Fighting the invasion of personal space had been on the agenda of the “anxious moderns” from day one, at times verging on Islamophobia. The “Demonstrations for the Republic” (Cumhuriyet Mitingleri) voiced this fear of interference, although they were tainted with hints of sympathy for military interventions. These demonstrations can also be seen as the preliminary signs of the socialization of secularism or descending from the state to the streets. The current movement, on the other hand, is a voluntary civilian resistance movement. We cannot say that it embodies the same exclusive nature of secularism seen under centralised authority. This is a youth movement where secular values are ingrained in their lifestyles. 

But the Gezi movement has been a civilian and pluralistic movement. It staged unification in ‘the square.’ The Gezi movement managed to unite people around a tree, against the polarizing rhetoric and politics of the government. People with disparate ideas and lifestyles – young and old, students and bureaucrats, feminists and housewives, Islamists and leftists, Kurds and Alawites, Besiktas fans and Fenerbahce fans – who would not normally be seen together were united. 

In addition to this authoritarian and moralizing drift, it is Erdogan’s style and tone of address that have profoundly offended the public. He refers to his opponents by referring to them in a pejorative manner, as “marginal,” “thugs,” “scum” (çapulcu), or even “drunkards” (ayyaş). His remarks, initially commended for their sincerity, and occasionally humorous, turned into an offensive, patronizing, and scornful rhetoric. His contemptuous vocabulary is no longer a simple source of mockery in conversations, but has incited collective indignation. He provoked a scandal by naming a new bridge over the Bosphorus Strait after Yavuz Sultan Selim, a name that evokes the atrocities committed against the Alevis. “Respect” has become a new slogan tagged on walls all over the cities, and it expresses the need for a return to civility in Turkish public life.

For the past few years, the mode of governance has seen the personalization of power, not unlike that of the sultanate. Enjoying a majority rule with no real political opposition, Erdogan has not hesitated to make major decisions himself, without deigning to consult those primarily concerned – the citizens – nor his own political entourage. By monopolizing discourse he has undermined the power of others, such as the mayor of Istanbul, who sought to ease tensions during the demonstrations in Gezi Park. This personalization of power is felt in his omnipresence in the public space, and it is now being turned against him as it crystallizes in anger. He has been left alone as the sole addressee of the protestors in the park. People have felt more and more disempowered about their own lives, environment, and urban spaces.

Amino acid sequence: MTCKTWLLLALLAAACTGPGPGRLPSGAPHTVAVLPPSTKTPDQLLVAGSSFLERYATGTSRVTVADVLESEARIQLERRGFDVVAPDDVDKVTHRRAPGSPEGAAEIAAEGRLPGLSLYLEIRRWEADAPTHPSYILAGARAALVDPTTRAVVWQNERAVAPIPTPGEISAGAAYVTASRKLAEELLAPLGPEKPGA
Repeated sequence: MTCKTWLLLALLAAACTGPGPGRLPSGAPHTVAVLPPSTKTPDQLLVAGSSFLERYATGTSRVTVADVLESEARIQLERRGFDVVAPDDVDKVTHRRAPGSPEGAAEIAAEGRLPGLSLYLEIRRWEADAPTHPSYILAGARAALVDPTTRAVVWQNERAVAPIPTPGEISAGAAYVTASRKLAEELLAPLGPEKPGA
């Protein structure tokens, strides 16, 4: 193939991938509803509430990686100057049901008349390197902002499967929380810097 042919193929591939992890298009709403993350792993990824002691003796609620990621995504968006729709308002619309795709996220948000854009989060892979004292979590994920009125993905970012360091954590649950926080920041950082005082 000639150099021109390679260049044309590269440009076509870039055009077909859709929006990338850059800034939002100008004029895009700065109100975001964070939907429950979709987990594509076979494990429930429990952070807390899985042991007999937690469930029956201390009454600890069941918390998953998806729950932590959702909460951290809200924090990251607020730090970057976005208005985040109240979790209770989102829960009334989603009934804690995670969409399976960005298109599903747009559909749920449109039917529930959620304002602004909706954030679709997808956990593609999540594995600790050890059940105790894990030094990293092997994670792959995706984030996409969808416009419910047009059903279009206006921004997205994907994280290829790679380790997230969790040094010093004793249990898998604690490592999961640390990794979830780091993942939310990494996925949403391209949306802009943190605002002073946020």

The Gezi protest reminds us of the importance of manners and civility in the public life. It seems like a paradox that a young and libertarian movement is fighting for concepts like respect and civility, which are traditionally regarded as the monopoly of conservatives. This movement displays a new public culture that is respectful of the other, and careful in the rhetoric of the movement. 

This public square movement provides a stage for interaction and performativity. As opposed to political movements, the park is open to improvisation, creativity, and humor. Hence, these young adults have been experiencing a kind of communal life reminiscent of the peaceful gatherings of the 68 counter cultural movement, with music, environmentalism, politics, flowers and beer. They shared their improvised, performed, alternative, peaceful ‘Occupy Gezi’ culture instantly with the rest of the world through social media – Facebook and Twitter being the new global networks of our time.

The movement has created its own language and repertoire of action. Ayyaş and çapulcu have acquired new humorous meanings. Individual protestors have claimed these names in reference to themselves and have thus inverted these hurtful, stigmatizing, offensive words into a humoristic assertion. Çapulcustands for the common identity of the movement. This playful nature of the movement was brought to the TV screen when the presenter of a game show changed the original meaning of the word “çapulcu” (scum) and redefined it as “a proactive person who puts his money where his mouth is, an activist.” A well-known essayist, leftist intellectual Murat Belge, has criticised the vulgarity of the word “ayyaş” and suggested that the word “akşamcı” (man of the evening) referred to the tradition of drinking raki and the culture of drinking, and added that the people with a good command of Turkish would distinguish between these nuances.